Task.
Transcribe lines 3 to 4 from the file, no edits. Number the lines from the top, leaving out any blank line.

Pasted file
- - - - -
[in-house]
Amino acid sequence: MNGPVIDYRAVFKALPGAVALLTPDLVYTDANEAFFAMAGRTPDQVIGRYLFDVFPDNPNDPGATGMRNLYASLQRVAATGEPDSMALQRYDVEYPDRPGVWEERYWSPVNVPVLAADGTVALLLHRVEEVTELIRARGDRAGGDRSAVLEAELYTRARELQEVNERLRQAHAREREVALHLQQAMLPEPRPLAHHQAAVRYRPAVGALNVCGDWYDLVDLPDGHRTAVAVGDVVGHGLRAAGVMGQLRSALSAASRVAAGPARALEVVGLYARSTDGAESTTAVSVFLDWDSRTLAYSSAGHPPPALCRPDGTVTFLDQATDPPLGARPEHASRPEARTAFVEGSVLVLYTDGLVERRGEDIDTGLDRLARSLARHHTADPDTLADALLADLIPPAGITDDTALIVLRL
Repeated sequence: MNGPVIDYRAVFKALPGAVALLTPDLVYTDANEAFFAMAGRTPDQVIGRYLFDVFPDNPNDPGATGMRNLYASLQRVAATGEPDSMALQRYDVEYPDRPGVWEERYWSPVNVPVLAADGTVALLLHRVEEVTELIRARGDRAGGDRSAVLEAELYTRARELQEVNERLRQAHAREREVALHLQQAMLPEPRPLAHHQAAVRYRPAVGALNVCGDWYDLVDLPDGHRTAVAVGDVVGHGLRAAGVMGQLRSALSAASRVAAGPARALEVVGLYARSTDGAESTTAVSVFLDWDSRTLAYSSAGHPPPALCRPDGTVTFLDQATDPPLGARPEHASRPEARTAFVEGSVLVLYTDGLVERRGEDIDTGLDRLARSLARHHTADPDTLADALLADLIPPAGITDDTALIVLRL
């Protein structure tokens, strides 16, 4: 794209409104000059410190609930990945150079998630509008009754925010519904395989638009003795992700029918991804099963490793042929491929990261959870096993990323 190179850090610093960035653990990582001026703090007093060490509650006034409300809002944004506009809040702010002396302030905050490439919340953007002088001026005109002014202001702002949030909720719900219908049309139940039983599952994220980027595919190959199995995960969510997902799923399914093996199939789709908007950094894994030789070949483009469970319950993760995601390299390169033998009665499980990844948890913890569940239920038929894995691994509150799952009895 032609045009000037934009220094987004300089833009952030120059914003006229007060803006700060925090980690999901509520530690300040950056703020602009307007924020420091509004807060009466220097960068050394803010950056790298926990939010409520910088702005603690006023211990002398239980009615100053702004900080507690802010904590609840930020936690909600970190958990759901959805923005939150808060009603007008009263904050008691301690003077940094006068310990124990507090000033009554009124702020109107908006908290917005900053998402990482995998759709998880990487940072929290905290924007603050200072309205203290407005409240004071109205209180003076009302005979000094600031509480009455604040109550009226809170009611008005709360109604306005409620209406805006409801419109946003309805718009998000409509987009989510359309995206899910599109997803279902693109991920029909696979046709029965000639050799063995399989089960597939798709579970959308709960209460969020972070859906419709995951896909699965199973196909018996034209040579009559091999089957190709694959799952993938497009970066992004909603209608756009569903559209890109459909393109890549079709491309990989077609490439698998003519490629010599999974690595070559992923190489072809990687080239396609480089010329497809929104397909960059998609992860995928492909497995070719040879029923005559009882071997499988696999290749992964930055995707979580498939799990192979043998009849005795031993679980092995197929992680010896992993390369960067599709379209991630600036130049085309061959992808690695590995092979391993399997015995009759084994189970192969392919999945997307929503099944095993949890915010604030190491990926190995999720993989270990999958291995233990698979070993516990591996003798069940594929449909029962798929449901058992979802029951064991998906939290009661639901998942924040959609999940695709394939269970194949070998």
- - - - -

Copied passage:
Repeated sequence: MNGPVIDYRAVFKALPGAVALLTPDLVYTDANEAFFAMAGRTPDQVIGRYLFDVFPDNPNDPGATGMRNLYASLQRVAATGEPDSMALQRYDVEYPDRPGVWEERYWSPVNVPVLAADGTVALLLHRVEEVTELIRARGDRAGGDRSAVLEAELYTRARELQEVNERLRQAHAREREVALHLQQAMLPEPRPLAHHQAAVRYRPAVGALNVCGDWYDLVDLPDGHRTAVAVGDVVGHGLRAAGVMGQLRSALSAASRVAAGPARALEVVGLYARSTDGAESTTAVSVFLDWDSRTLAYSSAGHPPPALCRPDGTVTFLDQATDPPLGARPEHASRPEARTAFVEGSVLVLYTDGLVERRGEDIDTGLDRLARSLARHHTADPDTLADALLADLIPPAGITDDTALIVLRL
């Protein structure tokens, strides 16, 4: 794209409104000059410190609930990945150079998630509008009754925010519904395989638009003795992700029918991804099963490793042929491929990261959870096993990323 190179850090610093960035653990990582001026703090007093060490509650006034409300809002944004506009809040702010002396302030905050490439919340953007002088001026005109002014202001702002949030909720719900219908049309139940039983599952994220980027595919190959199995995960969510997902799923399914093996199939789709908007950094894994030789070949483009469970319950993760995601390299390169033998009665499980990844948890913890569940239920038929894995691994509150799952009895 032609045009000037934009220094987004300089833009952030120059914003006229007060803006700060925090980690999901509520530690300040950056703020602009307007924020420091509004807060009466220097960068050394803010950056790298926990939010409520910088702005603690006023211990002398239980009615100053702004900080507690802010904590609840930020936690909600970190958990759901959805923005939150808060009603007008009263904050008691301690003077940094006068310990124990507090000033009554009124702020109107908006908290917005900053998402990482995998759709998880990487940072929290905290924007603050200072309205203290407005409240004071109205209180003076009302005979000094600031509480009455604040109550009226809170009611008005709360109604306005409620209406805006409801419109946003309805718009998000409509987009989510359309995206899910599109997803279902693109991920029909696979046709029965000639050799063995399989089960597939798709579970959308709960209460969020972070859906419709995951896909699965199973196909018996034209040579009559091999089957190709694959799952993938497009970066992004909603209608756009569903559209890109459909393109890549079709491309990989077609490439698998003519490629010599999974690595070559992923190489072809990687080239396609480089010329497809929104397909960059998609992860995928492909497995070719040879029923005559009882071997499988696999290749992964930055995707979580498939799990192979043998009849005795031993679980092995197929992680010896992993390369960067599709379209991630600036130049085309061959992808690695590995092979391993399997015995009759084994189970192969392919999945997307929503099944095993949890915010604030190491990926190995999720993989270990999958291995233990698979070993516990591996003798069940594929449909029962798929449901058992979802029951064991998906939290009661639901998942924040959609999940695709394939269970194949070998």